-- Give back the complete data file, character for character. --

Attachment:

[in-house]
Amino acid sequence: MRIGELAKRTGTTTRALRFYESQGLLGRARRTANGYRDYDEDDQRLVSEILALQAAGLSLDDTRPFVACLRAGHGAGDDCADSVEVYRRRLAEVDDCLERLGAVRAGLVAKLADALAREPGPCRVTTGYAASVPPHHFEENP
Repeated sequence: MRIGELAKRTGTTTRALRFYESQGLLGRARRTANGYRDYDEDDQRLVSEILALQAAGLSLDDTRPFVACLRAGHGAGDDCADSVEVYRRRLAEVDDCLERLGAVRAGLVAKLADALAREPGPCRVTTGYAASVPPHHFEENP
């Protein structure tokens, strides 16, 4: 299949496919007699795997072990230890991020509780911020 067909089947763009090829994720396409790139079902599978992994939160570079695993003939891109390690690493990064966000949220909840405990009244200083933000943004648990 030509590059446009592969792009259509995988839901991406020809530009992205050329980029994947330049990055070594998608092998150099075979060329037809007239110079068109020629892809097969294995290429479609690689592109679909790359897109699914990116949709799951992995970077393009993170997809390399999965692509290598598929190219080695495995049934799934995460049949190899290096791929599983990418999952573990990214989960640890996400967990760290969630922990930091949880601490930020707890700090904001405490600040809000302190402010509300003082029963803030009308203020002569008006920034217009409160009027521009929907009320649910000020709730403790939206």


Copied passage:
[in-house]
Amino acid sequence: MRIGELAKRTGTTTRALRFYESQGLLGRARRTANGYRDYDEDDQRLVSEILALQAAGLSLDDTRPFVACLRAGHGAGDDCADSVEVYRRRLAEVDDCLERLGAVRAGLVAKLADALAREPGPCRVTTGYAASVPPHHFEENP
Repeated sequence: MRIGELAKRTGTTTRALRFYESQGLLGRARRTANGYRDYDEDDQRLVSEILALQAAGLSLDDTRPFVACLRAGHGAGDDCADSVEVYRRRLAEVDDCLERLGAVRAGLVAKLADALAREPGPCRVTTGYAASVPPHHFEENP
């Protein structure tokens, strides 16, 4: 299949496919007699795997072990230890991020509780911020 067909089947763009090829994720396409790139079902599978992994939160570079695993003939891109390690690493990064966000949220909840405990009244200083933000943004648990 030509590059446009592969792009259509995988839901991406020809530009992205050329980029994947330049990055070594998608092998150099075979060329037809007239110079068109020629892809097969294995290429479609690689592109679909790359897109699914990116949709799951992995970077393009993170997809390399999965692509290598598929190219080695495995049934799934995460049949190899290096791929599983990418999952573990990214989960640890996400967990760290969630922990930091949880601490930020707890700090904001405490600040809000302190402010509300003082029963803030009308203020002569008006920034217009409160009027521009929907009320649910000020709730403790939206």